The historical logic behind tariffs

Chris Watling

Whilst the diagnosis of the driver of the deficit might be wrong, Trump' actions viewed through the lens of the history appear more logical. Indeed if the models of the rise and fall of Great Powers laid out by Paul Kennedy, Charles Kindleberger and more recently, by Professor Graham Allison with his Thucydides Trap theory, are correct, then Trump’s actions make considerable sense.

Kennedy’s model, for instance, is that relative economic might is essential to retain world hegemony, i.e. the two factors go hand in hand. In the introduction to his 1988 book, he summarises that as follows:

“the triumph of any one Great Power in this period (i.e. from 1500 – 2000), or the collapse of another, has usually been the consequence of lengthy fighting by its armed forces; but it has also been the consequence of the more or less efficient utilization of the state’s productive economic resources in wartime, and, further in the background, of the way in which that state’s economy had been rising or falling, relative to the other leading nations, in the decades preceding the actual conflict”

In other words, it’s the relative economic position that matters (not absolute). That is neatly illustrated by the US’s defence spending which is 3 - 4 times more than China’s current spending. That spending allows it to maintain control over the shipping lanes and key oceans (and contain China within the First and Second Island chains – see Longview Letter no 106, January 2017: “When a Rising Power Challenges the Incumbent” for further analysis). This position, though, is arguably being increasingly challenged by an innovative China, bringing new approaches to warfare, e.g. cyber warfare, and by consistent double-digit growth in defence spending.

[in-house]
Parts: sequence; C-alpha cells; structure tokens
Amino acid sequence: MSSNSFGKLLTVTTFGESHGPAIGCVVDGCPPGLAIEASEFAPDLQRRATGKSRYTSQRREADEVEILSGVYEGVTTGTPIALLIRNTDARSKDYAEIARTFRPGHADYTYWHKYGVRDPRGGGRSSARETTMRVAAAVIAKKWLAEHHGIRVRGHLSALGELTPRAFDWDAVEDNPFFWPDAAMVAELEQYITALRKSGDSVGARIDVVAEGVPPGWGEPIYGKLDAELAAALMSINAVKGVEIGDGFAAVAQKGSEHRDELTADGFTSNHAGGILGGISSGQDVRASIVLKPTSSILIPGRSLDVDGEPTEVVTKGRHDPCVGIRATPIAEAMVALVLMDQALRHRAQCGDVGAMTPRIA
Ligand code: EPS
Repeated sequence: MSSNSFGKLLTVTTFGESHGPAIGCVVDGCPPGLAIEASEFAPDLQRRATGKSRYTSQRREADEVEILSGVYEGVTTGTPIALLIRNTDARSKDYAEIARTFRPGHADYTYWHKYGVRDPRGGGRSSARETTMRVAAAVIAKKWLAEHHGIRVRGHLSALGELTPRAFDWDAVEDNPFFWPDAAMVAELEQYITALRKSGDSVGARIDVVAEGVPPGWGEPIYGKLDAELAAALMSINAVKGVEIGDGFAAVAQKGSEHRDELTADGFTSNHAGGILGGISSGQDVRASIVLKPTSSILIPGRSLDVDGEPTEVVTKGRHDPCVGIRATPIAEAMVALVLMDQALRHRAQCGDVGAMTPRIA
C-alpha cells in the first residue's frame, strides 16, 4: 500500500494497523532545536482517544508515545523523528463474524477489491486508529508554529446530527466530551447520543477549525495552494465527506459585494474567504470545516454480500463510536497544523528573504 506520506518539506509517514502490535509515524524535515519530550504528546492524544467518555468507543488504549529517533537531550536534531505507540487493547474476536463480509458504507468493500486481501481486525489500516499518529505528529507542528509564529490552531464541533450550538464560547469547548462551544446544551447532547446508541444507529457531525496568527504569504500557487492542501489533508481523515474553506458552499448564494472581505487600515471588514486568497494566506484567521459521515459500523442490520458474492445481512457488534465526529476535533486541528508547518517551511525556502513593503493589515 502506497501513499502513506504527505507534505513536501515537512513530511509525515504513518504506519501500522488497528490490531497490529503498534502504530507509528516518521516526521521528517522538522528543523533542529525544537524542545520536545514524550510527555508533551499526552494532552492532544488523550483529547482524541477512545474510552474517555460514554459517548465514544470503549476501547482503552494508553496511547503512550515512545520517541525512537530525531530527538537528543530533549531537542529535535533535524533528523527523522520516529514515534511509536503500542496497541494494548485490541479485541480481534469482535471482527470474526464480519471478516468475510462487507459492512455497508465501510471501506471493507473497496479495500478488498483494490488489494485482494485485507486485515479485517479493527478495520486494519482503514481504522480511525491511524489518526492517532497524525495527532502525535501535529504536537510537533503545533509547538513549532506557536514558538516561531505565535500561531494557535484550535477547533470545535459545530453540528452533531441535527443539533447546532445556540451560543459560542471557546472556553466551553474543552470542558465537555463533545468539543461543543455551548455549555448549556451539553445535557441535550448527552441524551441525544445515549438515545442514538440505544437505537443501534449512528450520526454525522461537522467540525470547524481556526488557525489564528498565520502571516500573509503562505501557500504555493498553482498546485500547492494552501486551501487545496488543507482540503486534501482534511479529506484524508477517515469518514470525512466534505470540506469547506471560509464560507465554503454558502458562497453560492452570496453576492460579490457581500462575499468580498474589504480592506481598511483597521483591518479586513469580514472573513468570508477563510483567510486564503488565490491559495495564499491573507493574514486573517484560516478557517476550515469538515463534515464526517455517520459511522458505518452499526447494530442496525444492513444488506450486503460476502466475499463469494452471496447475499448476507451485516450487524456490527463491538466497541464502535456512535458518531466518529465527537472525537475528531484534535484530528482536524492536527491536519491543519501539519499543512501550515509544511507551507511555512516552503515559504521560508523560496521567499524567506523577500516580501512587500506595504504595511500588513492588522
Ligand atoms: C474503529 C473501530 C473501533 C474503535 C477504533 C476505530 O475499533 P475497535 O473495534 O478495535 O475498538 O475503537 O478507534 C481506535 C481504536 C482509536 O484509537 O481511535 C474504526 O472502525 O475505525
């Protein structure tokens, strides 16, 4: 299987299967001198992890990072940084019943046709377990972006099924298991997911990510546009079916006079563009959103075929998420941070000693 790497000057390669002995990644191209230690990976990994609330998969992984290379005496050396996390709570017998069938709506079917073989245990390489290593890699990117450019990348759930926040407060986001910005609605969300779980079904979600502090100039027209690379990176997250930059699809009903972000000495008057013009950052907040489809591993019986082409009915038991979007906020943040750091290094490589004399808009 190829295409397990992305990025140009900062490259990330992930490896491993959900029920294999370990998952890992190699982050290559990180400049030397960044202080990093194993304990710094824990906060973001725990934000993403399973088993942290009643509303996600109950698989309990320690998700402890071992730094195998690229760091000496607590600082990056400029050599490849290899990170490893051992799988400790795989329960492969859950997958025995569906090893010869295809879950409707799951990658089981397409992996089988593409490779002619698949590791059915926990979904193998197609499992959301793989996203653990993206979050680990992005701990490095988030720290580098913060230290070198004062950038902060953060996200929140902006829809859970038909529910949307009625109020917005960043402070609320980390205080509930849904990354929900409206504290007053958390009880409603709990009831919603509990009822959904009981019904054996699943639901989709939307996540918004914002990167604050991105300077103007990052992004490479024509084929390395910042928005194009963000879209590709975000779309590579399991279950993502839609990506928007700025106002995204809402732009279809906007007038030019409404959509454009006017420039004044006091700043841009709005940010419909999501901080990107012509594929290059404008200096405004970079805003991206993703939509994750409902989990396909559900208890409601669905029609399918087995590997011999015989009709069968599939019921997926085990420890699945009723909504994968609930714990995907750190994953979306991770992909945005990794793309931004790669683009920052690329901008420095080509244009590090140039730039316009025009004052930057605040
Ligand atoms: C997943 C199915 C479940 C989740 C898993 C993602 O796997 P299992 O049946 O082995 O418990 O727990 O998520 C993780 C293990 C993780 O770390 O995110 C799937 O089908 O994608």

Professor Allison, in his book drawing upon centuries of history, analyses when rising powers have challenged established powers. In the book, he lays out the high likelihood of war between an established power and a fast-rising rival:

“(Allison) identifies 16 historical case studies in which an established power like Sparta (or the United States) was confronted with a fast-rising rival like Athens (or China). Twelve of those cases led to war. Four were resolved peacefully”

Third Kindleberger offers the final piece of the historical roadmap, laying out the 7 conditions which bring about the relative economic decline of the leading economic power of the time (NB these conditions are our interpretation and summation of Kindleberger’s thesis from our 2009 research. Those 7 conditions include: overindebtedness, financialisaton (& deterioration of the manufacturing base), loss of technological leadership, currency debasement and so on.

Now while it’s clear that Trump’s administration has not appreciated all of those 7 Kindleberger conditions, it’s clear that they have appreciated and are attempting to address some of them.

Indeed Peter Navarro’s thesis about the US-China trade relationship (as laid out in his book: “Death by China”) discusses the Chinese theft of America’s intellectual property, and the abuse of the agreed global trading rules, (purportedly) policed by the WTO. Interestingly, while Navarro is often dismissed in many circles as not understanding what drives the US trade deficit (a point with which we would concur – see our view on the trade deficit above), there are many backers across party and country lines who would agree with his point on intellectual property theft. Bill Gates and Linda Jacobsen, for example, highly respected Australian academics and China watchers, argue in their recent 2017 book: